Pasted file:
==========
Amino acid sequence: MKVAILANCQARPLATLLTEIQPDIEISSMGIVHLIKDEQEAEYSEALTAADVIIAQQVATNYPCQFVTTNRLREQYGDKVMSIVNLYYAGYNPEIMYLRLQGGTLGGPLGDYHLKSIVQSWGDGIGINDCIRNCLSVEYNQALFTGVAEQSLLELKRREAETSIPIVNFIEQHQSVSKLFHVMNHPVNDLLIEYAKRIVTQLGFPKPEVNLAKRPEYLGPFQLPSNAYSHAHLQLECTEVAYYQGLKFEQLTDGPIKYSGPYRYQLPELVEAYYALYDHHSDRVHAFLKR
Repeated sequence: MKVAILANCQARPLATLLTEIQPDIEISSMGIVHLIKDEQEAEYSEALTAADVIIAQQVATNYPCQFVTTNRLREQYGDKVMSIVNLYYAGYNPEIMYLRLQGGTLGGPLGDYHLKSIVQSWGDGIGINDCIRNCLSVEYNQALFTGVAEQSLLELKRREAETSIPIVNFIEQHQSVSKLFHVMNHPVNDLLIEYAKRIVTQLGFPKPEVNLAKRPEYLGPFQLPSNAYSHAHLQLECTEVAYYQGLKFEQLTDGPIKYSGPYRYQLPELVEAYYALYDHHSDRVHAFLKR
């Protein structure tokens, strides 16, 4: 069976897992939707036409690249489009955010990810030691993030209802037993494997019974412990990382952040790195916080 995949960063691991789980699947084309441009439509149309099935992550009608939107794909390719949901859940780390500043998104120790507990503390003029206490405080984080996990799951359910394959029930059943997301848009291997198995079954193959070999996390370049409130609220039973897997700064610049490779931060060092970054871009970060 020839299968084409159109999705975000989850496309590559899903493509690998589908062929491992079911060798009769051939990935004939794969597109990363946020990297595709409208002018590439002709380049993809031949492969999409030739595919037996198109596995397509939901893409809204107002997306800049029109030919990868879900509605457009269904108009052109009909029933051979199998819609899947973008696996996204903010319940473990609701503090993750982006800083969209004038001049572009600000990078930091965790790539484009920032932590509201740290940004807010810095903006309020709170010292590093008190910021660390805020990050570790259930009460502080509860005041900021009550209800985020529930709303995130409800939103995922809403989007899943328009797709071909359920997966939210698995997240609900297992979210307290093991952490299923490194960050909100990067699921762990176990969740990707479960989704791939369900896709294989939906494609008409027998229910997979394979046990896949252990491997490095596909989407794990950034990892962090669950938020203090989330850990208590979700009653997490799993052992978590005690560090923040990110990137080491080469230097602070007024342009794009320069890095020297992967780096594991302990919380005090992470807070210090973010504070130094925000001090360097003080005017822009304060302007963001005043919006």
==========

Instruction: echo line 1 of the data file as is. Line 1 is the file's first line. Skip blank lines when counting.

Amino acid sequence: MKVAILANCQARPLATLLTEIQPDIEISSMGIVHLIKDEQEAEYSEALTAADVIIAQQVATNYPCQFVTTNRLREQYGDKVMSIVNLYYAGYNPEIMYLRLQGGTLGGPLGDYHLKSIVQSWGDGIGINDCIRNCLSVEYNQALFTGVAEQSLLELKRREAETSIPIVNFIEQHQSVSKLFHVMNHPVNDLLIEYAKRIVTQLGFPKPEVNLAKRPEYLGPFQLPSNAYSHAHLQLECTEVAYYQGLKFEQLTDGPIKYSGPYRYQLPELVEAYYALYDHHSDRVHAFLKR